I’ve followed gluten-free labeling for a long time for Gluten-Free Living.
I’ve covered hearings and public meetings where I was the only press representative. And I’ve learned a few things about the Food and Drug Administration along the way.
That might explain why I had more questions than answers after I read the FDA announcement about the “Gluten-Free Labeling of Food Products Experimental Study.”
The first was, what the heck does that title mean?
Simply put, the FDA is going to survey about 5,000 people to see what they think of certain statements printed on the packages of gluten-free products. Examples given by the FDA include “no gluten,” “free of gluten,” “without gluten,” as well as “made in a gluten-free facility.” The FDA also wants to know how consumers think naturally gluten-free products should be labeled.
My second question was, why is the FDA doing this study now?
Congress approved the Food Allergen Labeling and Consumer Protection Act in 2004. This law gave the FDA four years to come up with an official definition for the gluten-free label on food. But when the deadline rolled around seven months ago, the FDA wasn’t able to meet it.
The FDA has already held a public hearing, gathered consumer comments, come up with a proposed definition of 20 parts per million, and completed a review of how safe that level is for those who have celiac disease.
The only thing that stands in the way of final approval of a much-needed standard for gluten-free food in the US is public release and comment on that safety review.
Suddenly, it seemed to me the FDA was going back to the beginning to ask people what they want on labels of gluten-free food.
I thought that question was asked and answered in 2007 when the FDA first detailed a “gluten free” label proposal and then collected public comments on it. The proposed definition already deals with the question of naturally gluten-free foods, saying that they can only be labeled gluten free if there is also a note that all foods of the same type are gluten free. For example, a can of peaches labeled gluten free would have to say all canned peaches are gluten free.
I started to wonder if the survey was just a way to put off final approval of the gluten free label even longer.
One of the things I’ve learned about the FDA is that speed is not usually a high priority. And neither is answering questions about documents full of confusing, technical language.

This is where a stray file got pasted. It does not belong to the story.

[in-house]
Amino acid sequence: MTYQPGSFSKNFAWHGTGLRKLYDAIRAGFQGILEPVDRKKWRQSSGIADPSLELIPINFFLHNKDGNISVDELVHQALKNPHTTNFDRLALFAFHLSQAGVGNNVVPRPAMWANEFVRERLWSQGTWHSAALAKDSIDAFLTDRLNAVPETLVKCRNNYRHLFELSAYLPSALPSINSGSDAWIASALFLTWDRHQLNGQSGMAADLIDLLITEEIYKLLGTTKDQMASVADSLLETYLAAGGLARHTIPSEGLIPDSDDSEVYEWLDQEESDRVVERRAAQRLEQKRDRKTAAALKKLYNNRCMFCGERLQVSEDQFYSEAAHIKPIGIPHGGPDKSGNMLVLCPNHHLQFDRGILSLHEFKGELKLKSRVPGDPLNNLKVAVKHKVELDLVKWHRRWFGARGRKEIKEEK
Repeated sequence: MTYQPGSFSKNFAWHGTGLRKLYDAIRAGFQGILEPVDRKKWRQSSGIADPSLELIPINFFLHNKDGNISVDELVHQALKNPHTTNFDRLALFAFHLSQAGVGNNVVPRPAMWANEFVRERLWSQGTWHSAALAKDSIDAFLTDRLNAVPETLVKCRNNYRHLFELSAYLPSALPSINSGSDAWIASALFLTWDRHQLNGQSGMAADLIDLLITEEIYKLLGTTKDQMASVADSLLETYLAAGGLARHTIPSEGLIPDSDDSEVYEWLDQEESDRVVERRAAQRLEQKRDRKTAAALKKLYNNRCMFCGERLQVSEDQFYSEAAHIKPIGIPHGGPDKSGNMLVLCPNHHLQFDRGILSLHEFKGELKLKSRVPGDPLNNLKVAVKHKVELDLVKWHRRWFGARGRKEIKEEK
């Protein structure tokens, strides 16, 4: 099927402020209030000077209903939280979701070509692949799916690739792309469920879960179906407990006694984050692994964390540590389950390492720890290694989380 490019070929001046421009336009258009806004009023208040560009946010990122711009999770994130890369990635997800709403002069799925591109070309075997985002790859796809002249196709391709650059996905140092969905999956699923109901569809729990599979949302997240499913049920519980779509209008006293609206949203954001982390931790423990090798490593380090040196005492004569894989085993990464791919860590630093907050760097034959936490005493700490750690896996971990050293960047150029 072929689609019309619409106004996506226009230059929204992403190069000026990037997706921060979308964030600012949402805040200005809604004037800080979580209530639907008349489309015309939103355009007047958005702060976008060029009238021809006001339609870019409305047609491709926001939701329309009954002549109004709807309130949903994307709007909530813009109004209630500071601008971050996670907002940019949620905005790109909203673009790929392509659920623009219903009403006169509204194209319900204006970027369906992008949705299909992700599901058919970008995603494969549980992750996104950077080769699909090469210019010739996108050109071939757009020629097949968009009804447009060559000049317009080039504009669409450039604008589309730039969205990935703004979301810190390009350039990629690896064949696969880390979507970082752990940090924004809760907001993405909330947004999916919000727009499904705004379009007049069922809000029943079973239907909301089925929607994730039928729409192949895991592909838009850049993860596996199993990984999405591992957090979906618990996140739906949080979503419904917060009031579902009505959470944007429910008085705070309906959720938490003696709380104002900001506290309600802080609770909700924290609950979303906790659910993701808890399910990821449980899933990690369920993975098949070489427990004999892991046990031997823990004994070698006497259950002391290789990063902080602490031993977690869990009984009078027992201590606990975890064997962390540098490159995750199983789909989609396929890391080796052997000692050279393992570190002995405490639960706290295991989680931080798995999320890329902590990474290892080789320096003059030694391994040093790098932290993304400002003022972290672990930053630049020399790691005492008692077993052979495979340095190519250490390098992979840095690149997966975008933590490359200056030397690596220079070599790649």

But I did finally get a response from a spokesman who said the survey is not expected to delay approval of the gluten-free definition. He said it’s something completely separate and that the FDA just wanted more insight on how people with celiac disease and those who take care of them interpret different statements that food makers might put on packages. He did note that if survey results are in before the gluten-free definition gets final approval, consumer comments might cause the FDA to make some changes.
I couldn’t get more information than that.
So I still have questions – why is the FDA asking about terms like “no gluten” or “free of gluten?” They seem pretty simple and self explanatory. Even if food companies use those words instead of “gluten free” they would still have meet the standard set by the FDA.
Would the FDA include a requirement that the 20 ppm standard be spelled out every time the gluten-free label is used? And is it possible that the restrictions proposed for naturally gluten-free foods might be lifted?
I’m not sure why statements about strictly gluten-free manufacturing facilities would be terribly important because once a definition is approved the bottom line on all food labeled gluten-free is that it can not contain 20 ppm of gluten or more. That’s true no matter what kind of food processing plant it’s made in so the dedicated facility statement seems unnecessary to me. But I don’t know if consumers or the FDA will see it that way.
Whatever the consequences of the consumer survey, I hope the FDA was giving it to me straight when I was told further delay won’t be one of them.